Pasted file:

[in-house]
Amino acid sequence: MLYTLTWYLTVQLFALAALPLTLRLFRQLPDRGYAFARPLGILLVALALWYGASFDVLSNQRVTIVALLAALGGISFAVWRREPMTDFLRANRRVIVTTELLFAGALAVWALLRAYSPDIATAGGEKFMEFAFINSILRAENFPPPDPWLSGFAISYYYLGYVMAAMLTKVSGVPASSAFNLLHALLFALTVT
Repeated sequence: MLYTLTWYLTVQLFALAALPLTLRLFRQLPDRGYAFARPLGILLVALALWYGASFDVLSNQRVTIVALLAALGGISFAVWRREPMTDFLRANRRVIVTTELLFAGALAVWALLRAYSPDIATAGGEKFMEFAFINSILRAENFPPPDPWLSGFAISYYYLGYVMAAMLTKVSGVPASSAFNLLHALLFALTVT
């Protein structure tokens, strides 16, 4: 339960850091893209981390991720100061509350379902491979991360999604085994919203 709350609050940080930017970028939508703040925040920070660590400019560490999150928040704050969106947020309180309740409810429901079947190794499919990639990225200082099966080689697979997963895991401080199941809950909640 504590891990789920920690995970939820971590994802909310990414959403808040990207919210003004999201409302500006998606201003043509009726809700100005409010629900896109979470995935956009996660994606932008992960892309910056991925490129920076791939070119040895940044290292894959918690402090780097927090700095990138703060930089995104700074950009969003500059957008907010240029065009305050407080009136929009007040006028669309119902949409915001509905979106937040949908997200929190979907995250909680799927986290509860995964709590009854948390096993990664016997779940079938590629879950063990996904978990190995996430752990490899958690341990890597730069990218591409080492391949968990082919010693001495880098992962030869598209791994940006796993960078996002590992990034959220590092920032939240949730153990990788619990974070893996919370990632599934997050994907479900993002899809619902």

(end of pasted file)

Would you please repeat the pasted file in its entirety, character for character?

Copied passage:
[in-house]
Amino acid sequence: MLYTLTWYLTVQLFALAALPLTLRLFRQLPDRGYAFARPLGILLVALALWYGASFDVLSNQRVTIVALLAALGGISFAVWRREPMTDFLRANRRVIVTTELLFAGALAVWALLRAYSPDIATAGGEKFMEFAFINSILRAENFPPPDPWLSGFAISYYYLGYVMAAMLTKVSGVPASSAFNLLHALLFALTVT
Repeated sequence: MLYTLTWYLTVQLFALAALPLTLRLFRQLPDRGYAFARPLGILLVALALWYGASFDVLSNQRVTIVALLAALGGISFAVWRREPMTDFLRANRRVIVTTELLFAGALAVWALLRAYSPDIATAGGEKFMEFAFINSILRAENFPPPDPWLSGFAISYYYLGYVMAAMLTKVSGVPASSAFNLLHALLFALTVT
């Protein structure tokens, strides 16, 4: 339960850091893209981390991720100061509350379902491979991360999604085994919203 709350609050940080930017970028939508703040925040920070660590400019560490999150928040704050969106947020309180309740409810429901079947190794499919990639990225200082099966080689697979997963895991401080199941809950909640 504590891990789920920690995970939820971590994802909310990414959403808040990207919210003004999201409302500006998606201003043509009726809700100005409010629900896109979470995935956009996660994606932008992960892309910056991925490129920076791939070119040895940044290292894959918690402090780097927090700095990138703060930089995104700074950009969003500059957008907010240029065009305050407080009136929009007040006028669309119902949409915001509905979106937040949908997200929190979907995250909680799927986290509860995964709590009854948390096993990664016997779940079938590629879950063990996904978990190995996430752990490899958690341990890597730069990218591409080492391949968990082919010693001495880098992962030869598209791994940006796993960078996002590992990034959220590092920032939240949730153990990788619990974070893996919370990632599934997050994907479900993002899809619902």